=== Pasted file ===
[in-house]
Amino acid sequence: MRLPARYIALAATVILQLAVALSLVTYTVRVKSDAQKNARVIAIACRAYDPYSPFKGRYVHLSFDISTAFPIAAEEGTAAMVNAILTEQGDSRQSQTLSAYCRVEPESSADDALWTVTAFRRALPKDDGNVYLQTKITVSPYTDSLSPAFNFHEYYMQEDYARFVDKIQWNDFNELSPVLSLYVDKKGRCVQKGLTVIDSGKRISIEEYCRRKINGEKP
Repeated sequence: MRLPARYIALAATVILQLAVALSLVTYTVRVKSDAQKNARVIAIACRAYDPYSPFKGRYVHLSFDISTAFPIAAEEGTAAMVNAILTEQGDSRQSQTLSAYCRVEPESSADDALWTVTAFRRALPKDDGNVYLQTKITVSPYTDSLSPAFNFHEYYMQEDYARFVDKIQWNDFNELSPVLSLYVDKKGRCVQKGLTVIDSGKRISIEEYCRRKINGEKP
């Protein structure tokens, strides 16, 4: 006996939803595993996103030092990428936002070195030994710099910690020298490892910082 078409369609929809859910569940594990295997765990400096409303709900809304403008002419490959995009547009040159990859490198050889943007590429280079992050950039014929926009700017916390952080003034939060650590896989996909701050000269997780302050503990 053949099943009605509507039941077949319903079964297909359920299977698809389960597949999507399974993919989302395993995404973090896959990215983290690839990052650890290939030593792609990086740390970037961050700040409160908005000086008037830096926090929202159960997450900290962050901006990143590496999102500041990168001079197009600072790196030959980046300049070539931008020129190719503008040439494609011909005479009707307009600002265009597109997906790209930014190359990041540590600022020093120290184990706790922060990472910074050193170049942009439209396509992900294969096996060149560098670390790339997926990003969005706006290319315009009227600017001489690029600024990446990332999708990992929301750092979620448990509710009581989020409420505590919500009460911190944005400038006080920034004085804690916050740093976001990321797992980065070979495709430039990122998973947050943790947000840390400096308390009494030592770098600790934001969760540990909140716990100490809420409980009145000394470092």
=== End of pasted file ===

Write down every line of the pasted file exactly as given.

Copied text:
[in-house]
Amino acid sequence: MRLPARYIALAATVILQLAVALSLVTYTVRVKSDAQKNARVIAIACRAYDPYSPFKGRYVHLSFDISTAFPIAAEEGTAAMVNAILTEQGDSRQSQTLSAYCRVEPESSADDALWTVTAFRRALPKDDGNVYLQTKITVSPYTDSLSPAFNFHEYYMQEDYARFVDKIQWNDFNELSPVLSLYVDKKGRCVQKGLTVIDSGKRISIEEYCRRKINGEKP
Repeated sequence: MRLPARYIALAATVILQLAVALSLVTYTVRVKSDAQKNARVIAIACRAYDPYSPFKGRYVHLSFDISTAFPIAAEEGTAAMVNAILTEQGDSRQSQTLSAYCRVEPESSADDALWTVTAFRRALPKDDGNVYLQTKITVSPYTDSLSPAFNFHEYYMQEDYARFVDKIQWNDFNELSPVLSLYVDKKGRCVQKGLTVIDSGKRISIEEYCRRKINGEKP
């Protein structure tokens, strides 16, 4: 006996939803595993996103030092990428936002070195030994710099910690020298490892910082 078409369609929809859910569940594990295997765990400096409303709900809304403008002419490959995009547009040159990859490198050889943007590429280079992050950039014929926009700017916390952080003034939060650590896989996909701050000269997780302050503990 053949099943009605509507039941077949319903079964297909359920299977698809389960597949999507399974993919989302395993995404973090896959990215983290690839990052650890290939030593792609990086740390970037961050700040409160908005000086008037830096926090929202159960997450900290962050901006990143590496999102500041990168001079197009600072790196030959980046300049070539931008020129190719503008040439494609011909005479009707307009600002265009597109997906790209930014190359990041540590600022020093120290184990706790922060990472910074050193170049942009439209396509992900294969096996060149560098670390790339997926990003969005706006290319315009009227600017001489690029600024990446990332999708990992929301750092979620448990509710009581989020409420505590919500009460911190944005400038006080920034004085804690916050740093976001990321797992980065070979495709430039990122998973947050943790947000840390400096308390009494030592770098600790934001969760540990909140716990100490809420409980009145000394470092």